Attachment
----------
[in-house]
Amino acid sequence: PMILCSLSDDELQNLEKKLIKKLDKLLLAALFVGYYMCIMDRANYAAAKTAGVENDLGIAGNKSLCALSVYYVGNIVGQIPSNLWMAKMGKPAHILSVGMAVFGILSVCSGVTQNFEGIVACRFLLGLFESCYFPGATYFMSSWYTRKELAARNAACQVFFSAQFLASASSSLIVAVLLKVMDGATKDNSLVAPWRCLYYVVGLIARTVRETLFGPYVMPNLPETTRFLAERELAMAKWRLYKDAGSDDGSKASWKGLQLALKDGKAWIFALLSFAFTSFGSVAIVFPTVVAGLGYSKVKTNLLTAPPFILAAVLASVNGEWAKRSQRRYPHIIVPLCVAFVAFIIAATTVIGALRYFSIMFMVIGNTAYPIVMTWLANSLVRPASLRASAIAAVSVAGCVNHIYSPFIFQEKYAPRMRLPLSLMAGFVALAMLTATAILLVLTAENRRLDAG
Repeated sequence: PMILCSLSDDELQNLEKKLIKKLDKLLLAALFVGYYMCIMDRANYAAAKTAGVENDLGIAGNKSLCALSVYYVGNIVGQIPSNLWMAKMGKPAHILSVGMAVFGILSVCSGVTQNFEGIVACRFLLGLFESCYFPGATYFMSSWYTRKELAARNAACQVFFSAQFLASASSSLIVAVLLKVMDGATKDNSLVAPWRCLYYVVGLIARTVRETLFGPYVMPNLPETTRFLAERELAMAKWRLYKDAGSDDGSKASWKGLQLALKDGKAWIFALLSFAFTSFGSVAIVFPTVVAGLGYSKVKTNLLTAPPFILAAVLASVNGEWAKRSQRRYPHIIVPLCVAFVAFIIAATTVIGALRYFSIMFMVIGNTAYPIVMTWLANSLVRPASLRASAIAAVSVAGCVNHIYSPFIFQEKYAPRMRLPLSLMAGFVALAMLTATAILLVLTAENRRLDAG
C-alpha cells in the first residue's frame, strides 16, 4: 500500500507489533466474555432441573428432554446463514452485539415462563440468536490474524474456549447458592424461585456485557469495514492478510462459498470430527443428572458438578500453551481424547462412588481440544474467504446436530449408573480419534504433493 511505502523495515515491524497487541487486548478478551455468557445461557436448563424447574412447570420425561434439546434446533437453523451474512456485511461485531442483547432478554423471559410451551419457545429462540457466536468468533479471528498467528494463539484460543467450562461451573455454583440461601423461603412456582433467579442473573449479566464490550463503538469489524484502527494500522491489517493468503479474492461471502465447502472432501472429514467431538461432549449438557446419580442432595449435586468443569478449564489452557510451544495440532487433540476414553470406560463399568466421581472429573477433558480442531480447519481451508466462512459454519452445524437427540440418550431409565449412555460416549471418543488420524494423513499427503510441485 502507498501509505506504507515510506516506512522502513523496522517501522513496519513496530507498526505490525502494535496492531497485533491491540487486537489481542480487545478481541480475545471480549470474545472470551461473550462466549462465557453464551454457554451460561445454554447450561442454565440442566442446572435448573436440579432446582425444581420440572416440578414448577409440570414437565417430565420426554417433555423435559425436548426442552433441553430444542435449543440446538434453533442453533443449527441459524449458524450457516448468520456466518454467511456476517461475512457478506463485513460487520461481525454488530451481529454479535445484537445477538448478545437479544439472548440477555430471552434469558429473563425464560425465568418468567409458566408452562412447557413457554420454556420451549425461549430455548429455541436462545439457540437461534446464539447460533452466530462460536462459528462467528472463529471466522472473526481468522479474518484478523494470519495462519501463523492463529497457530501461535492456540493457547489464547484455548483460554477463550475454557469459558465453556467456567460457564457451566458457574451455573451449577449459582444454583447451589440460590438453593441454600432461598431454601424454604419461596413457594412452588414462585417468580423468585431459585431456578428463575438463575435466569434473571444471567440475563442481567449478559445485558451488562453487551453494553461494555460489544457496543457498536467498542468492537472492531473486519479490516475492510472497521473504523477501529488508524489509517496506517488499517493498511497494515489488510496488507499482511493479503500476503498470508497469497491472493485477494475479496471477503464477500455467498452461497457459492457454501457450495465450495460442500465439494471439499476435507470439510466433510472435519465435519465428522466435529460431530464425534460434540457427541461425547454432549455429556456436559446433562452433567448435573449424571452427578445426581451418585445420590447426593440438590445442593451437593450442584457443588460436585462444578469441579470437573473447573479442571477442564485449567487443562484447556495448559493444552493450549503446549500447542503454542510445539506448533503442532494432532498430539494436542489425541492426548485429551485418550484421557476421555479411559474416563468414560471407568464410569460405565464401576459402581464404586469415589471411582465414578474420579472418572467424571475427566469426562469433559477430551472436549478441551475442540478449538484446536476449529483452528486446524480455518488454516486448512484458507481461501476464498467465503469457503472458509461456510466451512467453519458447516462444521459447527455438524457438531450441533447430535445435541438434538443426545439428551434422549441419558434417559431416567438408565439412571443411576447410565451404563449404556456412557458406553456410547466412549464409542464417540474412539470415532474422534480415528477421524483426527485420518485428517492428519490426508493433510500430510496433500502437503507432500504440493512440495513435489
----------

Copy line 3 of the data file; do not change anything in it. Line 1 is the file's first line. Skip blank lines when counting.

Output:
Repeated sequence: PMILCSLSDDELQNLEKKLIKKLDKLLLAALFVGYYMCIMDRANYAAAKTAGVENDLGIAGNKSLCALSVYYVGNIVGQIPSNLWMAKMGKPAHILSVGMAVFGILSVCSGVTQNFEGIVACRFLLGLFESCYFPGATYFMSSWYTRKELAARNAACQVFFSAQFLASASSSLIVAVLLKVMDGATKDNSLVAPWRCLYYVVGLIARTVRETLFGPYVMPNLPETTRFLAERELAMAKWRLYKDAGSDDGSKASWKGLQLALKDGKAWIFALLSFAFTSFGSVAIVFPTVVAGLGYSKVKTNLLTAPPFILAAVLASVNGEWAKRSQRRYPHIIVPLCVAFVAFIIAATTVIGALRYFSIMFMVIGNTAYPIVMTWLANSLVRPASLRASAIAAVSVAGCVNHIYSPFIFQEKYAPRMRLPLSLMAGFVALAMLTATAILLVLTAENRRLDAG